The Republican Women's Club of Carroll County and a few male guests who gathered last week in Eldersburg talked politics, sipped punch and munched on star-shaped cookies coated with red, white and blue sprinkles. But the main item on their agenda was an imminent phone call.
First lady Laura Bush would be "calling with a personal message," announced Gerrye Johnston, party hostess and the club's membership committee chairwoman.
"This is a phenomenal blessing for us," Johnston said.
That the one small party with about 15 guests was among 7,000 other groups sharing in the conversation did not dampen their enthusiasm.
"I love this!" said club member Josie Velazquez, who brought her 12-year-old daughter, Clarissa, to the party. "Our young girls need a role model and Mrs. Bush is a great one."
Clarissa, who played the piano for the partygoers, said she would like to ask the first lady a question. But she had not submitted it the required months ahead of the party.
"I want to know what is going on in the war and why we are in a war," she said.
Johnston decorated her home with smiling photos of the first couple, miniature flags and "God Bless America" signs. She passed out campaign buttons, bumper stickers and election literature and made sure everyone had a navy blue or a white "Bush Cheney 2004" T-shirt.
Waiting by the phone
Guests constantly checked their watches and stared at the kitchen telephone. When it rang before the appointed hour, Johnston quickly dispatched a telemarketer.
"It is like waiting for the call that the baby has come," Johnston said.
"Or waiting for a date to call," said her granddaughter, Stephani Kemper, 20, of Glen Burnie. "I am excited, but really not into this as much as my grandmom."
At exactly 8:25 p.m., per instructions faxed to her from Bush campaign officials, Johnston had her granddaughter activate the call with the number and the password that would let the party participate in a nationwide word with Laura Bush.
"It's time!" shouted Johnston, hushing the crowd surrounding the speaker phone. "It is the national party for the president. I think I need a nerve pill."
Kemper made the connection to the White House.
"I do think that it's important for young people to be educated about what is going on in our world," Kemper said.
Minutes passed and still no Laura Bush, only an announcer repeating the same message - "The first lady will be with us in a few minutes."
"It takes a while to get all those calls to come through," said Michelle Jefferson, the Carroll County Republican Central Committee chairwoman. Jefferson, an alternate delegate to the Republican National Convention next month, said she will have another - and probably closer - encounter with Laura Bush at the first lady's luncheon during the convention.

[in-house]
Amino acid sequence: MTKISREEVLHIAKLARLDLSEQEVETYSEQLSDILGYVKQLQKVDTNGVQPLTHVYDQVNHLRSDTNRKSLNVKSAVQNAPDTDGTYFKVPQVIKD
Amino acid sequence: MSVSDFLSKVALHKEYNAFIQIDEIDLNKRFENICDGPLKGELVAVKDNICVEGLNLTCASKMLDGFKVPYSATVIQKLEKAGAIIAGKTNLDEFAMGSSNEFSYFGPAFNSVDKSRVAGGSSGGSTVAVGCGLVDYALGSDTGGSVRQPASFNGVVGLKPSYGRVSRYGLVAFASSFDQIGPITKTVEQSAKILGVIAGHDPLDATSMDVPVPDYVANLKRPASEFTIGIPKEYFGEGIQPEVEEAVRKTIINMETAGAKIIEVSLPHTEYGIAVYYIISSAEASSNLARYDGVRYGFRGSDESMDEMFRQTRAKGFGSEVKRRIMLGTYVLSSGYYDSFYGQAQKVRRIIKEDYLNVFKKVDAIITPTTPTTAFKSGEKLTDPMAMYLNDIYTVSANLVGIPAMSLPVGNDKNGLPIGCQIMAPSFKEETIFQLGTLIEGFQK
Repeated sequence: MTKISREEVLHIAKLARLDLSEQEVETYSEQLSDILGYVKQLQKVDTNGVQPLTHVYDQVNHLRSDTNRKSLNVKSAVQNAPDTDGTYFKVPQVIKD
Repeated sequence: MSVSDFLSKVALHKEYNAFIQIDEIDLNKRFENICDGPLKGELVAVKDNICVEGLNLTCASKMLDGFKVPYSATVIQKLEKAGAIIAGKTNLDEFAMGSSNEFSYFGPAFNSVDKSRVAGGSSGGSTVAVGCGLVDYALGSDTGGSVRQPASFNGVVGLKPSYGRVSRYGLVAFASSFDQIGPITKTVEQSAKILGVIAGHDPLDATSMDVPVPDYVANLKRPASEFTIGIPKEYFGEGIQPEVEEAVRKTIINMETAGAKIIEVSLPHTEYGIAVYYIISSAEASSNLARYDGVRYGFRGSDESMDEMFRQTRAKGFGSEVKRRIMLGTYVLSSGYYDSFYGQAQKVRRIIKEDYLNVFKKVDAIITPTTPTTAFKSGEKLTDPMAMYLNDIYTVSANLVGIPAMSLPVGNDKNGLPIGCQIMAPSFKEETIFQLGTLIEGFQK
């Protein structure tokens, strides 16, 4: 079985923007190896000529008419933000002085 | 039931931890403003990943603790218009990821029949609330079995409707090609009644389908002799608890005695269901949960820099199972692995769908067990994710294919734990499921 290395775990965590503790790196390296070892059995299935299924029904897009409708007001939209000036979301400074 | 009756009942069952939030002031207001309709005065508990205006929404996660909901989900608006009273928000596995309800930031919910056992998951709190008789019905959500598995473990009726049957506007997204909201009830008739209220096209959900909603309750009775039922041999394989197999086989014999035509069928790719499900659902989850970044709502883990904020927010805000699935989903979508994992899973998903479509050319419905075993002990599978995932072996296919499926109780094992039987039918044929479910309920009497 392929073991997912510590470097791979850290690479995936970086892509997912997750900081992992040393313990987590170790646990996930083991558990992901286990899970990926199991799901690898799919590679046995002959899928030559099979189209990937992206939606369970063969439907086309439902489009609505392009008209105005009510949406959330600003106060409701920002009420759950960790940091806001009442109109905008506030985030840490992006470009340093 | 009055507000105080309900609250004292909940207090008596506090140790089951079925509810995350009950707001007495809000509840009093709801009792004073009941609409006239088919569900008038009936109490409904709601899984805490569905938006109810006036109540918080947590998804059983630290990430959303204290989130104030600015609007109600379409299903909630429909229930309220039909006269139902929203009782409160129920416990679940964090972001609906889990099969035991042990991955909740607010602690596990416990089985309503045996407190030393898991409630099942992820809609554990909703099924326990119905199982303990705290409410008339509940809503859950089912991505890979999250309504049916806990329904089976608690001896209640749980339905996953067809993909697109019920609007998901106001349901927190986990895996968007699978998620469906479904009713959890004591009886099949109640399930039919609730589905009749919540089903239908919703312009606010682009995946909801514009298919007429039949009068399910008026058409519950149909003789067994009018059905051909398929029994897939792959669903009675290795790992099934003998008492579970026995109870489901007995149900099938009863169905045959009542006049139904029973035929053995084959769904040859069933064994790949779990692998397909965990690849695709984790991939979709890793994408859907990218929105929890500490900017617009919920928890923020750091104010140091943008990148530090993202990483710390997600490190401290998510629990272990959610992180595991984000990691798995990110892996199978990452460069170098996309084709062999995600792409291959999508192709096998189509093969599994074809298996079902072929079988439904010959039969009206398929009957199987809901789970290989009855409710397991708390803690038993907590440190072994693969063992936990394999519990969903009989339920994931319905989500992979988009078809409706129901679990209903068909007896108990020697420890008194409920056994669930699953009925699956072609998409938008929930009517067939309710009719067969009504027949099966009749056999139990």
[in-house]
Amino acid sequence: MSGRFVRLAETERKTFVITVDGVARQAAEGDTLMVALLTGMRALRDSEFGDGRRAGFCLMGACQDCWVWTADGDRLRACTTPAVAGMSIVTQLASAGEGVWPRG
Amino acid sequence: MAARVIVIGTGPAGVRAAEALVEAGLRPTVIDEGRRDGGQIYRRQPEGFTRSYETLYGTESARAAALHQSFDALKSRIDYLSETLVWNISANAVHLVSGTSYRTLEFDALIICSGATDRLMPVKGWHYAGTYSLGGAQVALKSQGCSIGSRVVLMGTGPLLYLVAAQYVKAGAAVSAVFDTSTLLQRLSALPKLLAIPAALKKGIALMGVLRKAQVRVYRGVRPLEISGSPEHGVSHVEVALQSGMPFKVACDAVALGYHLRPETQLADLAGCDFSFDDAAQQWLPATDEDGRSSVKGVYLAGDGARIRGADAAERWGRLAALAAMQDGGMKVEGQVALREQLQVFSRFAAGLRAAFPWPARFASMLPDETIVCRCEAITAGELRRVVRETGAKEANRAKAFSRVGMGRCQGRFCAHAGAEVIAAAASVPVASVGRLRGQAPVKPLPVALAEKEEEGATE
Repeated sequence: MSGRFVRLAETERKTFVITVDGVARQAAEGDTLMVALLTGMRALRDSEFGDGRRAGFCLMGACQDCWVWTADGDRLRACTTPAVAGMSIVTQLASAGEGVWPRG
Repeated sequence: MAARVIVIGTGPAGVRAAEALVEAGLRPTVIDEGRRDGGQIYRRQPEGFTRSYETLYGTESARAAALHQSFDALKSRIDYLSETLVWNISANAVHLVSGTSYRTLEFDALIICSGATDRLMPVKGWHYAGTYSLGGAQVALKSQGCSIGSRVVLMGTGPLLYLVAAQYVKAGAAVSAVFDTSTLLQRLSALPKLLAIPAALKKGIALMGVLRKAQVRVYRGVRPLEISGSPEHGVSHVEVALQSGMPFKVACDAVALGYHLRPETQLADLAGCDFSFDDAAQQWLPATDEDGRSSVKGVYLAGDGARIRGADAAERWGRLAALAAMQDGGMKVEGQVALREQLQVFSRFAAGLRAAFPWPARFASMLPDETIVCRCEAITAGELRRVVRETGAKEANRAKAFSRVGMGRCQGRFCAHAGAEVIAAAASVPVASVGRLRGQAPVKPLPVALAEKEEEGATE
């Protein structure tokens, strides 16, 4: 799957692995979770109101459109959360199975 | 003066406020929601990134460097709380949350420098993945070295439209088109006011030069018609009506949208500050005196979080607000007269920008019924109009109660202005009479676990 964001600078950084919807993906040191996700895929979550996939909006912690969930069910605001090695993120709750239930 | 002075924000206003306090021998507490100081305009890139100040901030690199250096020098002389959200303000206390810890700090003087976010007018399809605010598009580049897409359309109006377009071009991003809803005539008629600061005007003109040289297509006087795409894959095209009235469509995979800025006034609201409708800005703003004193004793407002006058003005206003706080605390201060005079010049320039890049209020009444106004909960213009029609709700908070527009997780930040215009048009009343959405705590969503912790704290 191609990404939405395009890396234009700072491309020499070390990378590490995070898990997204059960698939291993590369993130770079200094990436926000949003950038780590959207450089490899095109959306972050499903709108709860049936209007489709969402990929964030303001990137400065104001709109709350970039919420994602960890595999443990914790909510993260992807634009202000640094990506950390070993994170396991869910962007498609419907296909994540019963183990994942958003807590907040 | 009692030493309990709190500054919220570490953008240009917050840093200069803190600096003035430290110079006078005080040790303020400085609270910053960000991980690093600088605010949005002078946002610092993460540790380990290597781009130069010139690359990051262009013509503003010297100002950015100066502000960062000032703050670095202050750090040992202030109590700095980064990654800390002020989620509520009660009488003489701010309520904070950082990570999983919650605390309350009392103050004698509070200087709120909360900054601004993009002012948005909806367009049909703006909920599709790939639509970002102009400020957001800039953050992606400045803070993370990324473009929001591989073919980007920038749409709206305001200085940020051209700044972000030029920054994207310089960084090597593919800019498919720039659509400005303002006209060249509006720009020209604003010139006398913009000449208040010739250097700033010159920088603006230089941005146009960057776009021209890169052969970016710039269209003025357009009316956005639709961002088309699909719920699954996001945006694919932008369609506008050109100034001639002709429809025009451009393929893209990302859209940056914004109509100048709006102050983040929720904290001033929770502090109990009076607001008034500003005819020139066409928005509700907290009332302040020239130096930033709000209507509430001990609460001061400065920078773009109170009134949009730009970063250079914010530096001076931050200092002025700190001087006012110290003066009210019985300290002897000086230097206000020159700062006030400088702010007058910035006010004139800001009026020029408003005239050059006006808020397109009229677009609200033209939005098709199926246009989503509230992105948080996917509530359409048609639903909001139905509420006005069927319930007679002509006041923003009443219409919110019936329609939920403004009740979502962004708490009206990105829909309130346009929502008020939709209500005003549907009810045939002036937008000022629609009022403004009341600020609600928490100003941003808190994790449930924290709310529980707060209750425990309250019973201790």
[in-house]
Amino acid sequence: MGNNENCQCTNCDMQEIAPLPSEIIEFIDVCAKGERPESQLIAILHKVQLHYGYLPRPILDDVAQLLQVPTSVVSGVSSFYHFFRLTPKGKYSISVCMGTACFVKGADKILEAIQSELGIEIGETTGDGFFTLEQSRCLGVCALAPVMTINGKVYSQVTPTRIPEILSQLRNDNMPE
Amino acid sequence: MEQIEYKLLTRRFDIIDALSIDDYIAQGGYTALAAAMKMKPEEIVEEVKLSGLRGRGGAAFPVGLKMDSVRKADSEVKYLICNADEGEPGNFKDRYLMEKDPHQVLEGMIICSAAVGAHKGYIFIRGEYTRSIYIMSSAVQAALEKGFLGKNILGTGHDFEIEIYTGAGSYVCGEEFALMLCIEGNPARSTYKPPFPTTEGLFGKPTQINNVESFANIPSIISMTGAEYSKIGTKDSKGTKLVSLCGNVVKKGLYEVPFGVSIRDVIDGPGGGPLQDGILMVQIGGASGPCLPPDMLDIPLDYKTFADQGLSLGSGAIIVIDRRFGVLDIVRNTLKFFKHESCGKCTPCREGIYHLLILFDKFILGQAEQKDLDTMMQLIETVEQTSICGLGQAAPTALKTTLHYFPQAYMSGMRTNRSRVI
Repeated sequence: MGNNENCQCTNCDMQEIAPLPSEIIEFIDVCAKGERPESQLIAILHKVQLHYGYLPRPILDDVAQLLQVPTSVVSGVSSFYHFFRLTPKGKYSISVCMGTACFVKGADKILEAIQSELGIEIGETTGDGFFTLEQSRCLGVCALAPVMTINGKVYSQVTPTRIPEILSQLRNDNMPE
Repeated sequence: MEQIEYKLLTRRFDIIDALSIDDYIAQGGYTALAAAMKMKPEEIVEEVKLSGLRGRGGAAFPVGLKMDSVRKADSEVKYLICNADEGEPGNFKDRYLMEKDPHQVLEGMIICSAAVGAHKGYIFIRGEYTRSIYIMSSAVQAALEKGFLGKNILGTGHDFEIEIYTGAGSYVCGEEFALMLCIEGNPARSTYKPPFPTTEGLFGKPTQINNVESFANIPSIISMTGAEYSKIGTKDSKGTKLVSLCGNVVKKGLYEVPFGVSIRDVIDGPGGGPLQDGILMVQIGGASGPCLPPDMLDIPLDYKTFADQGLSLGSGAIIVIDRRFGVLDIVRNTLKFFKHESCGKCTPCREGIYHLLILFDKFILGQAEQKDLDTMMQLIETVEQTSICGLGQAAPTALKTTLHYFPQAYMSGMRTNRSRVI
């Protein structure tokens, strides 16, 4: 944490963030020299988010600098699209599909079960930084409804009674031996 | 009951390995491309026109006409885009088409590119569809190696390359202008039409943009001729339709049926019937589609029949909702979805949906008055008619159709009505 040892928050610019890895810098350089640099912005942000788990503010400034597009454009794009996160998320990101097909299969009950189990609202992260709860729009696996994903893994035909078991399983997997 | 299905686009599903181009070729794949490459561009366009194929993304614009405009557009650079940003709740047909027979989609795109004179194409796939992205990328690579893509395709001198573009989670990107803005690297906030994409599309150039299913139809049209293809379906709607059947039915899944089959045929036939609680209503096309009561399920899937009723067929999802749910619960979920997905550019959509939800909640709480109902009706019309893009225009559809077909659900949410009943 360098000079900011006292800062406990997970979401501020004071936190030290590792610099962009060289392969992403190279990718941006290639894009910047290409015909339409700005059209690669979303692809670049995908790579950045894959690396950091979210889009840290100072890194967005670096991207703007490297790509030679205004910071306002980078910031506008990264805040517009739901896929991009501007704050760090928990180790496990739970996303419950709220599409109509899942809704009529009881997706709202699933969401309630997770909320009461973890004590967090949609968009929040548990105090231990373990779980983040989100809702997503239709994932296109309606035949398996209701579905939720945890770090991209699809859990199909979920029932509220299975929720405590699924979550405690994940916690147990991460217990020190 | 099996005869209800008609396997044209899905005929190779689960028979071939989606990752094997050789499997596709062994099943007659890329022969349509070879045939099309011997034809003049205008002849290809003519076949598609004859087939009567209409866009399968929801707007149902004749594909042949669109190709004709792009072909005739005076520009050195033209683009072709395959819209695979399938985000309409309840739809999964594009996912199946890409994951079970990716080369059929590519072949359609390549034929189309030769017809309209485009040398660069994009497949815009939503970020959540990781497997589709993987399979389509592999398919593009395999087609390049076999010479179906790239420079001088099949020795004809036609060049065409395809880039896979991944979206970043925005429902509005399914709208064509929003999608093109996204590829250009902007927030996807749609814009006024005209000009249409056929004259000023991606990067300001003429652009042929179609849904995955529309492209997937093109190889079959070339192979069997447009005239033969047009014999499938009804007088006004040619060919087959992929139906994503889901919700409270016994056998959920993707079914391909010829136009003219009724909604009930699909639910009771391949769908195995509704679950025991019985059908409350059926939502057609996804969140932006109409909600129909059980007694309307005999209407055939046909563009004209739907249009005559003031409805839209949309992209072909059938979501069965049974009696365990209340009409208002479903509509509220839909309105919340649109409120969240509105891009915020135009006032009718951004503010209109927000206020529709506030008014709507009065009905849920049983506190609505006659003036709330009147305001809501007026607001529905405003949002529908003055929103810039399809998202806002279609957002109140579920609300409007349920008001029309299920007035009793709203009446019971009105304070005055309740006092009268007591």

The waiting and the muted chatter continued. When Bush's campaign director came on the line, Johnston again called for quiet.
"We don't want to miss a word," she said, giving a thumbs up.
At the sound of the first lady's voice, Johnston gave a loud "Yes!"
Bush said she was thrilled that nearly 7,000 groups were having parties attended by tens of thousands throughout the country. She greeted daughters Jenna and Barbara, who were with similar gatherings in Florida and Virginia respectively, with "hey, girls."
The Eldersburg supporters frequently nodded in agreement or clapped in response to Bush's remarks during the telephonic pep rally, which was not a fund-raiser.
The small parties are "a great way to meet other people in the neighborhood who support the president," the first lady said. Then she took a few predetermined questions from New Mexico, Oregon, Pennsylvania, New Jersey and West Virginia, but not from Eldersburg. Callers questioned her on education, jobs and women's issues.
"I would have liked to get her thoughts on women's health issues," said Bertha Dapice of Eldersburg.
The Carroll group had ideas for queries, but no entry during the 20-minute call. Given the opportunity, said Tanya Shewell, county coordinator for the Republican presidential campaign, she might have asked about the rumors that Vice President Dick Cheney might drop off the ticket.
Shewell said the first lady's answers sounded candid and unrehearsed.
"She was obviously speaking from the heart, not from a script," she said.
Earl Seipp of Westminster would have liked a comment about the military.
The biggest thrill for the partygoers came when President Bush unexpectedly joined the conversation and added his thanks to supporters.
"Now that really tops everything off," Johnston said. "What a great surprise. It was awesome for the president to make a statement, too."